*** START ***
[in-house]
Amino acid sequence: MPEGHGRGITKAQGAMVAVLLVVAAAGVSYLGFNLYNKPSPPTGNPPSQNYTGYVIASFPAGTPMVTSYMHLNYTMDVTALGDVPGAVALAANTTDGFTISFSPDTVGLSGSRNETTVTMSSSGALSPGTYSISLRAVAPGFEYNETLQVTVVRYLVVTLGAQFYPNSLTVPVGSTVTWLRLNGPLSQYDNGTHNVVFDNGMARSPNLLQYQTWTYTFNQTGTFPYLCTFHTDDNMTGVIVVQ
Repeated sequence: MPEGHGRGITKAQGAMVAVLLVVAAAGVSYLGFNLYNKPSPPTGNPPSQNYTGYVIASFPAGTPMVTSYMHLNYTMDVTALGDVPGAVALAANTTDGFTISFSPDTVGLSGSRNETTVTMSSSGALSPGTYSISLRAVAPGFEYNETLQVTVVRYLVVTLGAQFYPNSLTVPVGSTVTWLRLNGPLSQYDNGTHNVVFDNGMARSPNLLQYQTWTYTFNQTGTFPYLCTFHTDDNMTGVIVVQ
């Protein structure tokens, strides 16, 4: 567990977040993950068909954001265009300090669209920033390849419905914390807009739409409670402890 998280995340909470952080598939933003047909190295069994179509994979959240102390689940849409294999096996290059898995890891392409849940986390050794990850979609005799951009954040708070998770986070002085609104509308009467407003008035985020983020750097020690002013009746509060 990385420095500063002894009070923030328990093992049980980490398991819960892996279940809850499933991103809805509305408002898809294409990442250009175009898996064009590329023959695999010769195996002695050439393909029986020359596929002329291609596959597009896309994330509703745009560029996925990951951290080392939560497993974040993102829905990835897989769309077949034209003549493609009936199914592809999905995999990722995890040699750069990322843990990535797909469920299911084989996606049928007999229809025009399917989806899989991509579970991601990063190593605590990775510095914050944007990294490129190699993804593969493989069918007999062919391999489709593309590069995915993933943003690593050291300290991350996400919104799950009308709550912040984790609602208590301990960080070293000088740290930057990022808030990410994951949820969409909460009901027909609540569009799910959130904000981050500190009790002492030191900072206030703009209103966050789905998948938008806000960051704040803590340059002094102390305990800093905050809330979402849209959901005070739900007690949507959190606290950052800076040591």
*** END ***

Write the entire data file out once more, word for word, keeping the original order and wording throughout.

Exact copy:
[in-house]
Amino acid sequence: MPEGHGRGITKAQGAMVAVLLVVAAAGVSYLGFNLYNKPSPPTGNPPSQNYTGYVIASFPAGTPMVTSYMHLNYTMDVTALGDVPGAVALAANTTDGFTISFSPDTVGLSGSRNETTVTMSSSGALSPGTYSISLRAVAPGFEYNETLQVTVVRYLVVTLGAQFYPNSLTVPVGSTVTWLRLNGPLSQYDNGTHNVVFDNGMARSPNLLQYQTWTYTFNQTGTFPYLCTFHTDDNMTGVIVVQ
Repeated sequence: MPEGHGRGITKAQGAMVAVLLVVAAAGVSYLGFNLYNKPSPPTGNPPSQNYTGYVIASFPAGTPMVTSYMHLNYTMDVTALGDVPGAVALAANTTDGFTISFSPDTVGLSGSRNETTVTMSSSGALSPGTYSISLRAVAPGFEYNETLQVTVVRYLVVTLGAQFYPNSLTVPVGSTVTWLRLNGPLSQYDNGTHNVVFDNGMARSPNLLQYQTWTYTFNQTGTFPYLCTFHTDDNMTGVIVVQ
């Protein structure tokens, strides 16, 4: 567990977040993950068909954001265009300090669209920033390849419905914390807009739409409670402890 998280995340909470952080598939933003047909190295069994179509994979959240102390689940849409294999096996290059898995890891392409849940986390050794990850979609005799951009954040708070998770986070002085609104509308009467407003008035985020983020750097020690002013009746509060 990385420095500063002894009070923030328990093992049980980490398991819960892996279940809850499933991103809805509305408002898809294409990442250009175009898996064009590329023959695999010769195996002695050439393909029986020359596929002329291609596959597009896309994330509703745009560029996925990951951290080392939560497993974040993102829905990835897989769309077949034209003549493609009936199914592809999905995999990722995890040699750069990322843990990535797909469920299911084989996606049928007999229809025009399917989806899989991509579970991601990063190593605590990775510095914050944007990294490129190699993804593969493989069918007999062919391999489709593309590069995915993933943003690593050291300290991350996400919104799950009308709550912040984790609602208590301990960080070293000088740290930057990022808030990410994951949820969409909460009901027909609540569009799910959130904000981050500190009790002492030191900072206030703009209103966050789905998948938008806000960051704040803590340059002094102390305990800093905050809330979402849209959901005070739900007690949507959190606290950052800076040591």